Leo Shane talked about the passage of the PACT Act, which will expand health care benefits for veterans exposed to toxins during their military service.
Massive trash fires were used in Iraq and Afghanistan to eliminate a host of military waste, office waste, vehicle parts, human waste, some toxic chemicals, and pretty nasty things. They were used for years in both of those war zones. They were covered in jet fuel and burned to get rid of them. Some folks near the pits war some protective equipment, but those living in myspace breathed in the toxic smoke daily.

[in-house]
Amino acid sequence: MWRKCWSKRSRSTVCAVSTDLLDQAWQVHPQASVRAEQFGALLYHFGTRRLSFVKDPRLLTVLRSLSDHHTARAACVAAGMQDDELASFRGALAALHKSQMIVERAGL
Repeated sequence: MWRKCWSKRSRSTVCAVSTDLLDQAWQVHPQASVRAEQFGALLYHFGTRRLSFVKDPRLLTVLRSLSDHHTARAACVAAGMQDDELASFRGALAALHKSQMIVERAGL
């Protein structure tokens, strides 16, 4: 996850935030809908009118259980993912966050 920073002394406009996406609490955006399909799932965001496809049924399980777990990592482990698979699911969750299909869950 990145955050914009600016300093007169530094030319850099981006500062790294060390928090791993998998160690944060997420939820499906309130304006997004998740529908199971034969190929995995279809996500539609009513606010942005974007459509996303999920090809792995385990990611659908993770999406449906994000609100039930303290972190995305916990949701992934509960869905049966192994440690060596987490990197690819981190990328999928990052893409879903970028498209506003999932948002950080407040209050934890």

If there’s a high rate of respiratory illnesses, of rare cancers coming from these younger veterans, you know, 30, 40-year-olds who all of a sudden are developing brain cancer should not be getting that. So they believe there is a link. Here are some of the things burned in there that caused some of these serious illnesses.
“The Military Times” broke the story back in 2008. We have been going on this for 14 years, but trying to pin down exactly what was in the fires, who is getting sick in what areas, that has been really difficult for V.A. Congress is stepping in and saying, look, we have standards for clear, scientific links for toxins in the military and the benefits.
In this case, the science is a little fuzzy. We can’t keep pushing these folks away and saying, “we can’t help you.” they are going to step in, create some presumptive illnesses, presumptive conditions, at they look if you are overseas and in Iraq, Afghanistan, we are going to start helping you out.